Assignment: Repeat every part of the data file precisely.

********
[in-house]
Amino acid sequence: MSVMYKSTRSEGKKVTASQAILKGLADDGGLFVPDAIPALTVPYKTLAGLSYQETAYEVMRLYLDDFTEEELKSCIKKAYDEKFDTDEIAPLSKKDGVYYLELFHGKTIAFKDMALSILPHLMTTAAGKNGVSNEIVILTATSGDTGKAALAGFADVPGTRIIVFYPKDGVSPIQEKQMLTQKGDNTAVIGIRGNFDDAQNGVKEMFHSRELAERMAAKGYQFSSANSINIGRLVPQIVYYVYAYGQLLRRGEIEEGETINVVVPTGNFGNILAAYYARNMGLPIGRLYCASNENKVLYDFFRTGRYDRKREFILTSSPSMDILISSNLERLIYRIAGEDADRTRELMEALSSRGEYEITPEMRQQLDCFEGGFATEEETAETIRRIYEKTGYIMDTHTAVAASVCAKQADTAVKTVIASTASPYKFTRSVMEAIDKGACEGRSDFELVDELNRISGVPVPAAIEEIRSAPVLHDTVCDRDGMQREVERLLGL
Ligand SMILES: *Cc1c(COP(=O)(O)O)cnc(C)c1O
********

[in-house]
Amino acid sequence: MSVMYKSTRSEGKKVTASQAILKGLADDGGLFVPDAIPALTVPYKTLAGLSYQETAYEVMRLYLDDFTEEELKSCIKKAYDEKFDTDEIAPLSKKDGVYYLELFHGKTIAFKDMALSILPHLMTTAAGKNGVSNEIVILTATSGDTGKAALAGFADVPGTRIIVFYPKDGVSPIQEKQMLTQKGDNTAVIGIRGNFDDAQNGVKEMFHSRELAERMAAKGYQFSSANSINIGRLVPQIVYYVYAYGQLLRRGEIEEGETINVVVPTGNFGNILAAYYARNMGLPIGRLYCASNENKVLYDFFRTGRYDRKREFILTSSPSMDILISSNLERLIYRIAGEDADRTRELMEALSSRGEYEITPEMRQQLDCFEGGFATEEETAETIRRIYEKTGYIMDTHTAVAASVCAKQADTAVKTVIASTASPYKFTRSVMEAIDKGACEGRSDFELVDELNRISGVPVPAAIEEIRSAPVLHDTVCDRDGMQREVERLLGL
Ligand SMILES: *Cc1c(COP(=O)(O)O)cnc(C)c1O